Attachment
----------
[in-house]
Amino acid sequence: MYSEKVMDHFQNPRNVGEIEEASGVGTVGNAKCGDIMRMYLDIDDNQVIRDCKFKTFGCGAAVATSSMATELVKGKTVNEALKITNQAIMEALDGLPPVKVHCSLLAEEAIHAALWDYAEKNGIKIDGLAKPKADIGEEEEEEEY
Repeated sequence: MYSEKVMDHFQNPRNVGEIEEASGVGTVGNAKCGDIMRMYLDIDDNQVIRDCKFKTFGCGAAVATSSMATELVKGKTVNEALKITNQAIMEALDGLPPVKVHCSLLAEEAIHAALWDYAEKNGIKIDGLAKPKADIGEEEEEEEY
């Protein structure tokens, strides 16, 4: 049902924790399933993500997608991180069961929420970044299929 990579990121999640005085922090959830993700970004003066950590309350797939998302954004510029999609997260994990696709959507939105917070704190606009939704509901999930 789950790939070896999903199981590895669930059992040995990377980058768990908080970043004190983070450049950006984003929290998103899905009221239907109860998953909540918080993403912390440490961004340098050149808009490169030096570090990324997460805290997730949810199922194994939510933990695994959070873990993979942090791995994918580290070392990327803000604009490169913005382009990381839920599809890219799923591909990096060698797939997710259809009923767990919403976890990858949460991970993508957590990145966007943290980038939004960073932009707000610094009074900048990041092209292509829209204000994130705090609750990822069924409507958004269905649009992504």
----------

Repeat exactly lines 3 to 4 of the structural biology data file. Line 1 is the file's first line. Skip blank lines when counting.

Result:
Repeated sequence: MYSEKVMDHFQNPRNVGEIEEASGVGTVGNAKCGDIMRMYLDIDDNQVIRDCKFKTFGCGAAVATSSMATELVKGKTVNEALKITNQAIMEALDGLPPVKVHCSLLAEEAIHAALWDYAEKNGIKIDGLAKPKADIGEEEEEEEY
């Protein structure tokens, strides 16, 4: 049902924790399933993500997608991180069961929420970044299929 990579990121999640005085922090959830993700970004003066950590309350797939998302954004510029999609997260994990696709959507939105917070704190606009939704509901999930 789950790939070896999903199981590895669930059992040995990377980058768990908080970043004190983070450049950006984003929290998103899905009221239907109860998953909540918080993403912390440490961004340098050149808009490169030096570090990324997460805290997730949810199922194994939510933990695994959070873990993979942090791995994918580290070392990327803000604009490169913005382009990381839920599809890219799923591909990096060698797939997710259809009923767990919403976890990858949460991970993508957590990145966007943290980038939004960073932009707000610094009074900048990041092209292509829209204000994130705090609750990822069924409507958004269905649009992504």